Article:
Title

Overproduction of phospholipids by the kennedy pathway leads to hypervirulence in Candida albicans

DOI

10.3389/fmicb.2019.00086

Document Type

Journal Article

Publication Date

1-1-2019

Publication Title

Frontiers in Microbiology

Volume

10

Issue

FEB

Keywords

Candida albicans, CDP-DAG pathway, EPT1, Kennedy pathway, PEM1, PEM2, Phosphatidylcholine, Phosphatidylethanolamine

Abstract

Candida albicans is an opportunistic human fungal pathogen that causes life-threatening systemic infections, as well as oral mucosal infections. Phospholipids are crucial for pathogenesis in C. albicans, as disruption of phosphatidylserine (PS) and phosphatidylethanolamine (PE) biosynthesis within the cytidine diphosphate diacylglycerol (CDP-DAG) pathway causes avirulence in a mouse model of systemic infection. The synthesis of PE by this pathway plays a crucial role in virulence, but it was unknown if downstream conversion of PE to phosphatidylcholine (PC) is required for pathogenicity. Therefore, the enzymes responsible for methylating PE to PC, Pem1 and Pem2, were disrupted. The resulting pem1 Δ/Δ pem2Δ/Δ mutant was not less virulent in mice, but rather hypervirulent. Since the pem1 Δ/Δ pem2Δ/Δ mutant accumulated PE, this led to the hypothesis that increased PE synthesis increases virulence. To test this, the alternative Kennedy pathway for PE/PC synthesis was exploited. This pathway makes PE and PC from exogenous ethanolamine and choline, respectively, using three enzymatic steps. In contrast to Saccharomyces cerevisiae, C. albicans was found to use one enzyme, Ept1, for the final enzymatic step (ethanolamine/cholinephosphotransferase) that generates both PE and PC. EPT1 was overexpressed, which resulted in increases in both PE and PC synthesis. Moreover, the EPT1 overexpression strain is hypervirulent in mice and causes them to succumb to system infection more rapidly than wild-type. In contrast, disruption of EPT1 causes loss of PE and PC synthesis by the Kennedy pathway, and decreased kidney fungal burden during the mouse systemic infection model, indicating a mild loss of virulence. In addition, the ept1 Δ/Δ mutant exhibits decreased cytotoxicity against oral epithelial cells in vitro, whereas the EPT1 overexpression strain exhibits increased cytotoxicity. Taken altogether, our data indicate that mutations that result in increased PE synthesis cause greater virulence and mutations that decrease PE synthesis attenuate virulence.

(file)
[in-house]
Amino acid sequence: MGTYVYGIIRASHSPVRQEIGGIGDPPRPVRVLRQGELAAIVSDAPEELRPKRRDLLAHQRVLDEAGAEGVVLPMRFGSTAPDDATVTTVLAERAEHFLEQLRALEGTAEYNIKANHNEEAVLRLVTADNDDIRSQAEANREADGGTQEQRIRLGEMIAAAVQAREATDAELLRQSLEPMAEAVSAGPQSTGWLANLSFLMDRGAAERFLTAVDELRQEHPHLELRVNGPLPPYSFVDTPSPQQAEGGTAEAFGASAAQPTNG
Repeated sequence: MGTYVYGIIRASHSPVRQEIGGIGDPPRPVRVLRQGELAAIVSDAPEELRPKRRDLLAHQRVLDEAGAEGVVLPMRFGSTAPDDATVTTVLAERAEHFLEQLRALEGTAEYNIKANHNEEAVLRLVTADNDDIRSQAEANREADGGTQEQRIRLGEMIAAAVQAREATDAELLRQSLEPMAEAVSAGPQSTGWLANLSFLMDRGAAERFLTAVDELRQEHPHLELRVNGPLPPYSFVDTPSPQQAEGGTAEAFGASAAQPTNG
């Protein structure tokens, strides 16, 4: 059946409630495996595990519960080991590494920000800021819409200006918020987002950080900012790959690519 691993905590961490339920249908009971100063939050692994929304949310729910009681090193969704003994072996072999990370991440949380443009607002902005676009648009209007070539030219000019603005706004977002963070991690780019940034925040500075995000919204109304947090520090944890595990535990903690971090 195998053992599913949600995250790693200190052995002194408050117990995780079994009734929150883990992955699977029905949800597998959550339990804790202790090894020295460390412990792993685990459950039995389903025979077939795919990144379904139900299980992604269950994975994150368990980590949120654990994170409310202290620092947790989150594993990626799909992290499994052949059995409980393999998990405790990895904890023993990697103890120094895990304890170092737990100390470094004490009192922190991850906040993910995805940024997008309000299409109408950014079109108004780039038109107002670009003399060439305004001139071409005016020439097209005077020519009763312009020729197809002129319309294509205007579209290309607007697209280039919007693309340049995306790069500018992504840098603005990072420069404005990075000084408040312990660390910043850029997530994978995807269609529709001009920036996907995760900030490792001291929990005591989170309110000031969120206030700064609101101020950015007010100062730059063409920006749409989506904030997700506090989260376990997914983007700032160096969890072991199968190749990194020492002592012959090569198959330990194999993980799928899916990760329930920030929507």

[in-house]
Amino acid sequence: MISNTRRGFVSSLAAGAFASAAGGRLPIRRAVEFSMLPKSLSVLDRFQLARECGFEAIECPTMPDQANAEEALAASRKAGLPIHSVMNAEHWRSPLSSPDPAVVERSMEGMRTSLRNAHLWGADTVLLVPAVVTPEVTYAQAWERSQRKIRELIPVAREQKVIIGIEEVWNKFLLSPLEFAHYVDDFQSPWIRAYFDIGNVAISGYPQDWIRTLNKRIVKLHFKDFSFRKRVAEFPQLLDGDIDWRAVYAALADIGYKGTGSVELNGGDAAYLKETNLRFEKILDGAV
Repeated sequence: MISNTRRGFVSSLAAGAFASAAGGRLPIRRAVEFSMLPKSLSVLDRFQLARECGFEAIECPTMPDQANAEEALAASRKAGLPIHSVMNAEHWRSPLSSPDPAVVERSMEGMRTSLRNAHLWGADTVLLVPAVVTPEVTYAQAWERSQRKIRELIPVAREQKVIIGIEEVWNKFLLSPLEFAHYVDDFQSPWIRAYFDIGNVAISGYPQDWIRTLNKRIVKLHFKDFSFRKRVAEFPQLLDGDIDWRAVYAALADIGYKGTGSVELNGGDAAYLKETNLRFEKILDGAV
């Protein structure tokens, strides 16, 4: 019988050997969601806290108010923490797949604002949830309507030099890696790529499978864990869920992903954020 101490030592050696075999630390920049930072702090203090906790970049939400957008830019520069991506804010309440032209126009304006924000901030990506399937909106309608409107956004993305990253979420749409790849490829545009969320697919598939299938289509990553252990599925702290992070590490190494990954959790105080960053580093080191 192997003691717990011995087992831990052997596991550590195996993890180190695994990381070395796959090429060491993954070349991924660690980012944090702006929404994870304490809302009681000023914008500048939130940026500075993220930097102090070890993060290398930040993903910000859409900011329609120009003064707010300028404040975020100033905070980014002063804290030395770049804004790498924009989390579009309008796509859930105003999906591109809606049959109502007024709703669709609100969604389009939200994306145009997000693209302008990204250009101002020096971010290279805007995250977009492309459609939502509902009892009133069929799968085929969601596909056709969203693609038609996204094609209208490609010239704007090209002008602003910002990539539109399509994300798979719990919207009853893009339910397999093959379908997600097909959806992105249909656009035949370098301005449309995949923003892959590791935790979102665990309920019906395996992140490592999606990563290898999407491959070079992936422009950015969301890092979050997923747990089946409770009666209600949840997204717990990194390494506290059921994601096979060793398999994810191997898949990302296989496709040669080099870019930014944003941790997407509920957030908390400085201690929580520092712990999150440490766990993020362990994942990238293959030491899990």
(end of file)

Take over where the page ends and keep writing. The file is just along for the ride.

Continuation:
Open Access

Gold

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